Israel moves to build 3,000 new settlement homes
On the Israeli side, compromise on settlements seemed unlikely. Netanyahu is seeking re-election two months from now at the helm of a Likud party turned more hawkish since primaries earlier this week and in an electoral alliance with an ultra-nationalist pro-settler party.
Abbas returns Sunday to the West Bank, where Palestinians are preparing a hero’s welcome. The U.N. bid has given a boost to his standing, which has been suffering after years of failed peace efforts with Israel. At the same time, the rival Islamic militant group Hamas in Gaza has scored points domestically, after an eight-day cross-border conflict with Israel earlier this month.
Abbas aides say his top priority is to reconcile with Hamas, which seized Gaza from him in 2007 and has been running its own government there since then. Abbas heads the Palestinian Authority, a self-rule government that administers 38 percent of the West Bank, while he has no say in Israeli-annexed east Jerusalem.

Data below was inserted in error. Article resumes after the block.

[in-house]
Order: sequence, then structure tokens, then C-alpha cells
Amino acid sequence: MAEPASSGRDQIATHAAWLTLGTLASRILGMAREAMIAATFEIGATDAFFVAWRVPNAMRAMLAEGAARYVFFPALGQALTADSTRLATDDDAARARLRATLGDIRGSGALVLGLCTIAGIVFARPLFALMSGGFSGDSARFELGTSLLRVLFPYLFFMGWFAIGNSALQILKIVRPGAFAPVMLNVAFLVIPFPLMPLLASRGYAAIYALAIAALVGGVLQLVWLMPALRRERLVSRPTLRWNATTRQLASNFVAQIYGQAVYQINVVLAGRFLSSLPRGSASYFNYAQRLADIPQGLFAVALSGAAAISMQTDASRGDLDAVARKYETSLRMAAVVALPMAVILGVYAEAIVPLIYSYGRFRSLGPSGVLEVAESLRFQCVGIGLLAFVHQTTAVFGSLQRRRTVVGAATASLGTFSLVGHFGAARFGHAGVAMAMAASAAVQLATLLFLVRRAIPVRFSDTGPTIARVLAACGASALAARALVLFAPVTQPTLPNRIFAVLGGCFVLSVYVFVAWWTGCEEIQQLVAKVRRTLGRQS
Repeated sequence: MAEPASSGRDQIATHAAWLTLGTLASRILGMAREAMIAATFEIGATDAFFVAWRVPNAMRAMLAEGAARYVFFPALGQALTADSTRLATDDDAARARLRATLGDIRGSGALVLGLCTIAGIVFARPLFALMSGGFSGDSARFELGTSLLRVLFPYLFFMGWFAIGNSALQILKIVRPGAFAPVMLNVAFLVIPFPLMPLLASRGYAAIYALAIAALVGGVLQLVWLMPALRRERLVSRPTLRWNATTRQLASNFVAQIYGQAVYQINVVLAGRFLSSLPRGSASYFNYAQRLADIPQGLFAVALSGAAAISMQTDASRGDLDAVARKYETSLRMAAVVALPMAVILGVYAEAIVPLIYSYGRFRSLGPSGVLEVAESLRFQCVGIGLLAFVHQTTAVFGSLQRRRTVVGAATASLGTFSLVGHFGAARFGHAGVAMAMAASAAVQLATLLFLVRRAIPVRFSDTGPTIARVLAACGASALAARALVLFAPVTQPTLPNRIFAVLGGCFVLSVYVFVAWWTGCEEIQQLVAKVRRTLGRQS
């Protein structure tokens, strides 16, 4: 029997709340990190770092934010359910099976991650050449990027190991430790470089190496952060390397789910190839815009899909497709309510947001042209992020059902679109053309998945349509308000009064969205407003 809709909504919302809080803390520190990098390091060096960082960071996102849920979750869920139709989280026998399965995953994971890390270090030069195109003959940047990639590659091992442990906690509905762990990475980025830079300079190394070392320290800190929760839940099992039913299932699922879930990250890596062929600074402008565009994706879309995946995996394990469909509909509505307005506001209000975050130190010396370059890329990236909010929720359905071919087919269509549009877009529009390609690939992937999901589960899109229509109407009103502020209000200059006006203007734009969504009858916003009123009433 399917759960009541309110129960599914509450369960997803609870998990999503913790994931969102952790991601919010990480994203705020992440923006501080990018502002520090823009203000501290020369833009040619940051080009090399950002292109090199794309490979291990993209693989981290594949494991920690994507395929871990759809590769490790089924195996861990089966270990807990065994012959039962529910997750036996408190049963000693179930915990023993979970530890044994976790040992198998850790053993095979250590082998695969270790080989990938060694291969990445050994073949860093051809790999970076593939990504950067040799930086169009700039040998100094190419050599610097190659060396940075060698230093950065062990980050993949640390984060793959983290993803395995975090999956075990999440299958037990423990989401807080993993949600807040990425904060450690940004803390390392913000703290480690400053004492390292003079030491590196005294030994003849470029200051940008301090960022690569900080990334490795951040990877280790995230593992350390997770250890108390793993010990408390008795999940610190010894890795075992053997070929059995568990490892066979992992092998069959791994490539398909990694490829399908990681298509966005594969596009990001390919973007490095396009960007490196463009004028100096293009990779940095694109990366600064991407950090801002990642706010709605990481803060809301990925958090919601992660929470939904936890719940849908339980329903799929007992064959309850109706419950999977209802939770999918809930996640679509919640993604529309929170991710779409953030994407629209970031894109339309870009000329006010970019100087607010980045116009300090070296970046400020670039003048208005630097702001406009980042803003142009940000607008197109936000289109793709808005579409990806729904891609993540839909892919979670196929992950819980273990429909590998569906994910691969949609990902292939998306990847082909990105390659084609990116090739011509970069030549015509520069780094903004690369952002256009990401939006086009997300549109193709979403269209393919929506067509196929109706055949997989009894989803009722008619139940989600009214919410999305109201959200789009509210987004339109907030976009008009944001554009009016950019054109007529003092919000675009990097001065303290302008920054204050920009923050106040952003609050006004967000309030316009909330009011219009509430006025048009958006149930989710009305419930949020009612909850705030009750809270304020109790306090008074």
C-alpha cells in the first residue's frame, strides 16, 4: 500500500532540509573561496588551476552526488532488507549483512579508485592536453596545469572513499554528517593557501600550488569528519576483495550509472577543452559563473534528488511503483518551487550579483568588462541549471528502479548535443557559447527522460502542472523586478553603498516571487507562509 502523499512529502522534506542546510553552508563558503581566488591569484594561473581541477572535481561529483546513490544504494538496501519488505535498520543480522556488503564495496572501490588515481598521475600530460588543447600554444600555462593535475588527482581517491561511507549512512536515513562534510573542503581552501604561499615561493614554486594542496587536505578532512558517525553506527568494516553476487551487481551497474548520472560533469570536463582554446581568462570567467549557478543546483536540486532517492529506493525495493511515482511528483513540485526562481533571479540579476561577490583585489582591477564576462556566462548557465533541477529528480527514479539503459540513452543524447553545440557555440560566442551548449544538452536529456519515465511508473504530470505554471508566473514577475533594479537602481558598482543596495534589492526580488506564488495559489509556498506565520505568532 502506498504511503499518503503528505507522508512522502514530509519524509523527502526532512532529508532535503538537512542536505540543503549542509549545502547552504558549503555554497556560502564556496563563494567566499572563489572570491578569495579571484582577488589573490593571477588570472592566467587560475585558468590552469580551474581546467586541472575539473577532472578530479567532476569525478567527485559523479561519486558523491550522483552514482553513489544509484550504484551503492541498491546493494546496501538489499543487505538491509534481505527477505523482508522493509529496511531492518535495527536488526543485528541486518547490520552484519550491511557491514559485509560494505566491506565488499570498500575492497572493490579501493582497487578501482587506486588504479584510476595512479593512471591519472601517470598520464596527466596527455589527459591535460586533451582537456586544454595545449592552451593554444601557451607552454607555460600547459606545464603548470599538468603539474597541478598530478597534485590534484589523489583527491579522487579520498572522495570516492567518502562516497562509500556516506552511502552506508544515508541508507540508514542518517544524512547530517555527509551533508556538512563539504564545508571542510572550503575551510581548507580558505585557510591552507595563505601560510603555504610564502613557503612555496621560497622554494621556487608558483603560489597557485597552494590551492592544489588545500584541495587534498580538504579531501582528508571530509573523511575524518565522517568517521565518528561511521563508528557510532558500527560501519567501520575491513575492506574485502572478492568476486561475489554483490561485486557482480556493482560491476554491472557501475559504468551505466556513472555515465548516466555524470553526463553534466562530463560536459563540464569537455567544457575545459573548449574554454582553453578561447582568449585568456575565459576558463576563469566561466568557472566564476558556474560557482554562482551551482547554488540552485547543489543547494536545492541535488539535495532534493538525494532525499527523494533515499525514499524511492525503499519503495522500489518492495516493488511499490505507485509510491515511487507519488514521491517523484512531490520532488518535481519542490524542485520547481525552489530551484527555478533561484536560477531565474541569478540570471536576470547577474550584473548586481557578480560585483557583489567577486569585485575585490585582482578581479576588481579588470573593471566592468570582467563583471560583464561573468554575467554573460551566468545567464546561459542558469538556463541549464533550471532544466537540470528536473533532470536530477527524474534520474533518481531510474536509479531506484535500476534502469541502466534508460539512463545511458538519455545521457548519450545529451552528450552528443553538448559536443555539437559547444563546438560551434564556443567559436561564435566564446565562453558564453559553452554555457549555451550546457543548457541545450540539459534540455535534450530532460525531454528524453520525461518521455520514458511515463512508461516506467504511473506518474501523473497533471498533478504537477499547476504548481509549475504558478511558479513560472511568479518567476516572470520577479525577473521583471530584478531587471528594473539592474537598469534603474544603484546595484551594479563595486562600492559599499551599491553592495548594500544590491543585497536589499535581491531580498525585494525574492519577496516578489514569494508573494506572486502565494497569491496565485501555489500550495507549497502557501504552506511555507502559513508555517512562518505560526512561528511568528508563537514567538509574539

The U.N. vote drew mixed reactions among Palestinians trying to reconcile global recognition with the limitations imposed by Israeli control, including border restrictions in Gaza.
Shahira Taleb, a 45-year-old Gaza housewife who has been unable to visit family in the West Bank because of an Israeli travel ban between the territories, was skeptical.
‘‘I don’t know if it’s something that will change our life or is just a new paper added to thousands of papers issued over the past years in support of our cause,’’ she said, standing in line at a bakery.
But Talal Jafari, a 47-year-old shopkeeper in the West Bank city of Hebron, said for Palestinians, every victory counts. ‘‘The entire world supports us, and that by itself is great for us,’’ he said.
Laub reported from Ramallah. Associated Press writer Mohammed Daraghmeh in Ramallah, West Bank, Nasser Shiyoukhi in Hebron and Ibrahim Barzak in Gaza City contributed reporting.